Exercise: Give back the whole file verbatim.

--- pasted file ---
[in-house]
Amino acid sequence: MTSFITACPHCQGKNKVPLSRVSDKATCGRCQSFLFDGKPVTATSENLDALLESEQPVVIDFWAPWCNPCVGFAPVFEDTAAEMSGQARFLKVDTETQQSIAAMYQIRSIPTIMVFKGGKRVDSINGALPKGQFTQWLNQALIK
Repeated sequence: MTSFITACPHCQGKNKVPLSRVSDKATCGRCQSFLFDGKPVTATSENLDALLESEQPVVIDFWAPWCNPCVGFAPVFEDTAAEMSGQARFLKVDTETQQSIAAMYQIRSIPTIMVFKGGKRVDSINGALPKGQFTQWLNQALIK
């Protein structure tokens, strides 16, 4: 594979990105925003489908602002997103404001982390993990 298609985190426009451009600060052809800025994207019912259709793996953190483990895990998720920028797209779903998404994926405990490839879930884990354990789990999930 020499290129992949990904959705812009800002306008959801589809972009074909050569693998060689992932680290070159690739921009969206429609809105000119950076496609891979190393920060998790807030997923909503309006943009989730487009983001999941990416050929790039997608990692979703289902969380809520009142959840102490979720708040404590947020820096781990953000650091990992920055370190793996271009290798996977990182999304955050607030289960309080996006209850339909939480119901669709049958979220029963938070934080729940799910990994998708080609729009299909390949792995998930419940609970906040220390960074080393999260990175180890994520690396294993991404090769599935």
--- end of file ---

[in-house]
Amino acid sequence: MTSFITACPHCQGKNKVPLSRVSDKATCGRCQSFLFDGKPVTATSENLDALLESEQPVVIDFWAPWCNPCVGFAPVFEDTAAEMSGQARFLKVDTETQQSIAAMYQIRSIPTIMVFKGGKRVDSINGALPKGQFTQWLNQALIK
Repeated sequence: MTSFITACPHCQGKNKVPLSRVSDKATCGRCQSFLFDGKPVTATSENLDALLESEQPVVIDFWAPWCNPCVGFAPVFEDTAAEMSGQARFLKVDTETQQSIAAMYQIRSIPTIMVFKGGKRVDSINGALPKGQFTQWLNQALIK
């Protein structure tokens, strides 16, 4: 594979990105925003489908602002997103404001982390993990 298609985190426009451009600060052809800025994207019912259709793996953190483990895990998720920028797209779903998404994926405990490839879930884990354990789990999930 020499290129992949990904959705812009800002306008959801589809972009074909050569693998060689992932680290070159690739921009969206429609809105000119950076496609891979190393920060998790807030997923909503309006943009989730487009983001999941990416050929790039997608990692979703289902969380809520009142959840102490979720708040404590947020820096781990953000650091990992920055370190793996271009290798996977990182999304955050607030289960309080996006209850339909939480119901669709049958979220029963938070934080729940799910990994998708080609729009299909390949792995998930419940609970906040220390960074080393999260990175180890994520690396294993991404090769599935």